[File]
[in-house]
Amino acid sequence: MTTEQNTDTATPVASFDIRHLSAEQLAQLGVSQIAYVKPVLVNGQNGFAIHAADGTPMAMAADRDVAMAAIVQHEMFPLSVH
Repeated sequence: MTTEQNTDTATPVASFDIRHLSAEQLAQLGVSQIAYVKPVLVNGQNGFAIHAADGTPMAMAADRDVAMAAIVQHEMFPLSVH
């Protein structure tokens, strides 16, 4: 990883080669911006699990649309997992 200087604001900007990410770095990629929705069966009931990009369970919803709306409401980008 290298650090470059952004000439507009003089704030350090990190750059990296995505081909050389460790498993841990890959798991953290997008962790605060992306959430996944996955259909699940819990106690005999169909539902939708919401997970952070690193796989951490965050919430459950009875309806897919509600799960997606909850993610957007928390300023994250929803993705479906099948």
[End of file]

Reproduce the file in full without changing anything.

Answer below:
[in-house]
Amino acid sequence: MTTEQNTDTATPVASFDIRHLSAEQLAQLGVSQIAYVKPVLVNGQNGFAIHAADGTPMAMAADRDVAMAAIVQHEMFPLSVH
Repeated sequence: MTTEQNTDTATPVASFDIRHLSAEQLAQLGVSQIAYVKPVLVNGQNGFAIHAADGTPMAMAADRDVAMAAIVQHEMFPLSVH
């Protein structure tokens, strides 16, 4: 990883080669911006699990649309997992 200087604001900007990410770095990629929705069966009931990009369970919803709306409401980008 290298650090470059952004000439507009003089704030350090990190750059990296995505081909050389460790498993841990890959798991953290997008962790605060992306959430996944996955259909699940819990106690005999169909539902939708919401997970952070690193796989951490965050919430459950009875309806897919509600799960997606909850993610957007928390300023994250929803993705479906099948």